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Single player games with dead DRM servers ruled DMCA exempt

Earlier this year, a Harvard Law School student launched a petition to the US Copyright Office to allow for abandoned online games to become exempt to the Digital Millennium Copyright Act. This would mean that games abandoned by publishers with dead DRM servers could legally be cracked and played again. The EFF was trying to make it legal for owners of non-MMO titles to circumvent DRM in order to keep playing the games they own and this week, they succeeded.

Now thanks to the US Copyright Office’s ruling this week, games that have a single-player component that requires online authentication to access can be modified or copied if the publisher has formally shut down the servers for longer than six months.

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Image Source: updownright.com

Unfortunately, this ruling only covers single-player components. It is still technically not legal for users to modify or copy multiplayer content, even after publishers abandon the servers. This is something that the EFF was fighting for but couldn’t quite achieve.

The new ruling also keeps console modification illegal for those wanting to circumvent defunct DRM practises tied to the hardware itself. However, if a museum or publicly accessible, non-commercial institution wanted to modify old console hardware in order to make a game playable for demonstration purposes, they are free to do so. Those of you who are interested can find the full ruling, HERE. Obviously different parts of the world will have different laws when it comes to copyright protection and game preservation, this ruling covers the US.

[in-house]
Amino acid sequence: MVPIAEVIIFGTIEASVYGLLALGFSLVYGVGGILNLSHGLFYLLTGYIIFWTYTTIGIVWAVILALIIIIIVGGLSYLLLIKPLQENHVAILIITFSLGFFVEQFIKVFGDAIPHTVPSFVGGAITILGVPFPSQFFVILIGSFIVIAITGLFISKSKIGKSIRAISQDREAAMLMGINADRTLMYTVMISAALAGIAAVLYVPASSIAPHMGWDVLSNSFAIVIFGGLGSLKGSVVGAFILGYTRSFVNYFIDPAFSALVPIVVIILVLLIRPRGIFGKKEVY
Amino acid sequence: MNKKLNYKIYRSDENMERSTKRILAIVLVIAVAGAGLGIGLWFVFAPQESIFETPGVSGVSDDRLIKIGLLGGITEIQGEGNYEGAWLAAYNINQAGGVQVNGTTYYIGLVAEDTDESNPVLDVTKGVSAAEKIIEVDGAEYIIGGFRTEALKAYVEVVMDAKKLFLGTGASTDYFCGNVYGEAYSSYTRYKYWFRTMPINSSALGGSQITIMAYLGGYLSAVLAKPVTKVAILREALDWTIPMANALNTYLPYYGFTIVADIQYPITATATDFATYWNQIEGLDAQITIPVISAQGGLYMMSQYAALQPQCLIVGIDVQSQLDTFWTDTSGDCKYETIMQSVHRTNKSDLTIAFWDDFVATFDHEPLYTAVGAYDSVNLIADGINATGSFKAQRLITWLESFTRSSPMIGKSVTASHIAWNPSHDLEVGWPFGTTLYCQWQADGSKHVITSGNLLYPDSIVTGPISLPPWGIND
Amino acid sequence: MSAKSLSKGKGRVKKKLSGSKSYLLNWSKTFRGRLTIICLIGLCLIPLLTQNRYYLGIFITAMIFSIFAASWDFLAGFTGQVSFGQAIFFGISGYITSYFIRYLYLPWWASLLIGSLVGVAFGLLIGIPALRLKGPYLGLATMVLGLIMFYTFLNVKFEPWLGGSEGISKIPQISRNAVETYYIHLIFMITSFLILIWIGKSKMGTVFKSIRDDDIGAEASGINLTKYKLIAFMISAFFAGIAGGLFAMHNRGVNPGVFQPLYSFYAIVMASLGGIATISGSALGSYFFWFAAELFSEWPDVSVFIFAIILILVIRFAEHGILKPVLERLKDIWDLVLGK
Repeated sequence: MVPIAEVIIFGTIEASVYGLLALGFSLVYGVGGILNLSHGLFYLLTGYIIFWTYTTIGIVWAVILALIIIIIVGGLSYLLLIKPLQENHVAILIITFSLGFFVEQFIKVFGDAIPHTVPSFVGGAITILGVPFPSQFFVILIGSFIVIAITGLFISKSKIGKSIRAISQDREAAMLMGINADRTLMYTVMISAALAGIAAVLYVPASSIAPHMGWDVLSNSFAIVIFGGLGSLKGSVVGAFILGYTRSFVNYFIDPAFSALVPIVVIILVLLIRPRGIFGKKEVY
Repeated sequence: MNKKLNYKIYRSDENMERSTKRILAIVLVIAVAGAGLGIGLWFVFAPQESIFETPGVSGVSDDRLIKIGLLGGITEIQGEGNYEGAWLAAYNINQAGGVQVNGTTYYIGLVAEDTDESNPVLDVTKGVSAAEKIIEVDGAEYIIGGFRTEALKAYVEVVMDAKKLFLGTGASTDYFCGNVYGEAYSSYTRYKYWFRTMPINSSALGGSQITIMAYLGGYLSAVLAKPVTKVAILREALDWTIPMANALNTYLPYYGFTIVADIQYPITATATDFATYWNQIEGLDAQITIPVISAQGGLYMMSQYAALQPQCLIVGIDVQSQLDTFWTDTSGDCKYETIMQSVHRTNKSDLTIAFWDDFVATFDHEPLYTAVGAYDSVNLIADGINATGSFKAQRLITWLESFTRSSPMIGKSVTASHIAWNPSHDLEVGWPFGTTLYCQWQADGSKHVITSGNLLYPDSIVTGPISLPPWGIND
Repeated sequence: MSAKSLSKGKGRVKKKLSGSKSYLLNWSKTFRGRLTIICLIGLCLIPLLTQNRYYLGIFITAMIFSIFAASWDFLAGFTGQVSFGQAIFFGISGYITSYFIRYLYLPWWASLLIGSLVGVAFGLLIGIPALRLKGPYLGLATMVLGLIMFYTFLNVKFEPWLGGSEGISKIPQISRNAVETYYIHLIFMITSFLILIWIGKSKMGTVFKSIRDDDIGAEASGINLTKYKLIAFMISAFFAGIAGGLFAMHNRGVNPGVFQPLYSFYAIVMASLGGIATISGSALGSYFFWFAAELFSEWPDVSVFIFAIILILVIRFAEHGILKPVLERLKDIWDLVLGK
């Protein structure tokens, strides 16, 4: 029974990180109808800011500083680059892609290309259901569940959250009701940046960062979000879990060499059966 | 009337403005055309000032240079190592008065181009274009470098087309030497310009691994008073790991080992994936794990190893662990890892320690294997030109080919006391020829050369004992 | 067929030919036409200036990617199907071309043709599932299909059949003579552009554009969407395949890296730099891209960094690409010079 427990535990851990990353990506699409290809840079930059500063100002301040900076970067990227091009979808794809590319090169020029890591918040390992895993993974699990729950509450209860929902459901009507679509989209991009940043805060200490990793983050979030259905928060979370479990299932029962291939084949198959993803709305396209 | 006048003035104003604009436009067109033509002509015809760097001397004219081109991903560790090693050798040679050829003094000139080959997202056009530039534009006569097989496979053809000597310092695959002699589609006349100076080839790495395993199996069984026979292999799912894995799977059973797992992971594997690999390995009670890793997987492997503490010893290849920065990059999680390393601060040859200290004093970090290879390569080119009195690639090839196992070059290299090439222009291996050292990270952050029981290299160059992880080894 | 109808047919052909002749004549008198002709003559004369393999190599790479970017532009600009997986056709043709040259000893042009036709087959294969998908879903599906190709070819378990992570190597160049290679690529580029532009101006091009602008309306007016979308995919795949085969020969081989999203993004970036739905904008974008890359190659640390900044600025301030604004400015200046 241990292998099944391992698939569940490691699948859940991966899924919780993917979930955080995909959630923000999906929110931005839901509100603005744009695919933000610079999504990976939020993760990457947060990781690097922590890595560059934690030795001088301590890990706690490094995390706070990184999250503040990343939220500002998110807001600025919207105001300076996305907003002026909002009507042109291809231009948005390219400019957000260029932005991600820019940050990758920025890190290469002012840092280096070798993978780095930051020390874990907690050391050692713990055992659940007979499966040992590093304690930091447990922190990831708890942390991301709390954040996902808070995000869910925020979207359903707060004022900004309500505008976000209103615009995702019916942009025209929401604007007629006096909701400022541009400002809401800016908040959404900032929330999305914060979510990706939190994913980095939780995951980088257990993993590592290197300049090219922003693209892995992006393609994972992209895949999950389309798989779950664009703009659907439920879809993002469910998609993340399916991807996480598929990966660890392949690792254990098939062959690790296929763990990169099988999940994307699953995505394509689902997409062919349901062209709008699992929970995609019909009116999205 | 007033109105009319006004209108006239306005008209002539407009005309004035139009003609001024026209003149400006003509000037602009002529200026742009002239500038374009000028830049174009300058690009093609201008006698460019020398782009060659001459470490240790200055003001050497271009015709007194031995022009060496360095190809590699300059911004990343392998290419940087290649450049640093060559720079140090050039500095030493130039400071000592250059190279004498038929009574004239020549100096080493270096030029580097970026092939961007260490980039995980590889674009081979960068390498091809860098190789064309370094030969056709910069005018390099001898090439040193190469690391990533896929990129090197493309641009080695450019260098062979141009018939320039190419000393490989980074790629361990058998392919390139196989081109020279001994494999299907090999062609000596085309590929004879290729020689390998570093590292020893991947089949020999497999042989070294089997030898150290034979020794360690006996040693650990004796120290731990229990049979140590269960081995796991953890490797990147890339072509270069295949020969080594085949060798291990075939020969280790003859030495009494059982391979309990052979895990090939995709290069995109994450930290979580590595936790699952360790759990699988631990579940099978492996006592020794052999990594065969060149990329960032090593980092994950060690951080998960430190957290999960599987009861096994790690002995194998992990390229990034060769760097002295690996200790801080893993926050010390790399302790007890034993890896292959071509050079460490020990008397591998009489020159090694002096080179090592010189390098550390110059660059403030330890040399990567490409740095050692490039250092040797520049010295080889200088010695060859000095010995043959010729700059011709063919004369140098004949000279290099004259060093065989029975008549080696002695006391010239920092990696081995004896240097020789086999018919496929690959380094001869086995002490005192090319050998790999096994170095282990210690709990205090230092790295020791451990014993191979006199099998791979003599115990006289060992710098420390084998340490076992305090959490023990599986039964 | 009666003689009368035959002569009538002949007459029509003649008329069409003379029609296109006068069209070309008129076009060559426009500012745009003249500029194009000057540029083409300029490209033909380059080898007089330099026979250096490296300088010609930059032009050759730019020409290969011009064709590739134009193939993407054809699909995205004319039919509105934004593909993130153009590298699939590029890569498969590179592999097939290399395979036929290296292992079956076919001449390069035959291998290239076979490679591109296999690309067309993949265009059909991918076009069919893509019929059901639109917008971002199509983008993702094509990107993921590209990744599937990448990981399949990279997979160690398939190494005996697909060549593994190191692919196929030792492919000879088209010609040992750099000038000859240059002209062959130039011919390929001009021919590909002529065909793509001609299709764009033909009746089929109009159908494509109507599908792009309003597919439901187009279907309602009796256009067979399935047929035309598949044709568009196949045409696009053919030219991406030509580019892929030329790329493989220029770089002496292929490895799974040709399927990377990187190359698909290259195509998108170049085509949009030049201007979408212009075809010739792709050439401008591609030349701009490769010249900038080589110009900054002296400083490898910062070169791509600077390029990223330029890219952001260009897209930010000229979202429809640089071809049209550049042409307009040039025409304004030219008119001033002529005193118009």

Discuss on our Facebook page, HERE.

KitGuru Says: The EFF was mostly successfully in its efforts, which does make this a win for those wanting to preserve video games or consoles for future generations to look back on. 

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  • Dev

    That’s quite an unexpected turn of events. I suppose this will result in either a big resurgence in titles that had their moment and didn’t last, through third party sites, or it means the publishers will get their fingers out of their bums and start supporting some of their property.

  • Garret Daniel Giordano

    I agree, it is a much needed win for the consumer. This industry has gotten away with murder(litteraly) for too long.

  • Dev

    Literally? Who have they murdered in the process of preventing us from playing old games?

  • Garret Daniel Giordano

    The MMO charicters that are not usable.

  • MadDoggyca

    well HellGate London jsut got revived then and ever single Games for Windows Live that required live to authenticate

  • Gary Jones

    I think you need to reconsider the use of the word literally, unless you are saying that the industry has murdered people, and you can prove it.

  • Gary Jones

    Then not murder as you cannot class a fictional avatar as a person.

  • ChasDerpton

    http://i.imgur.com/Km0KAXb.gif

  • Dev

    Oh I see. Bit melodramatic perhaps, but sure, I wouldn’t be happy if I sank hours into something only for there to be no sign of it any more.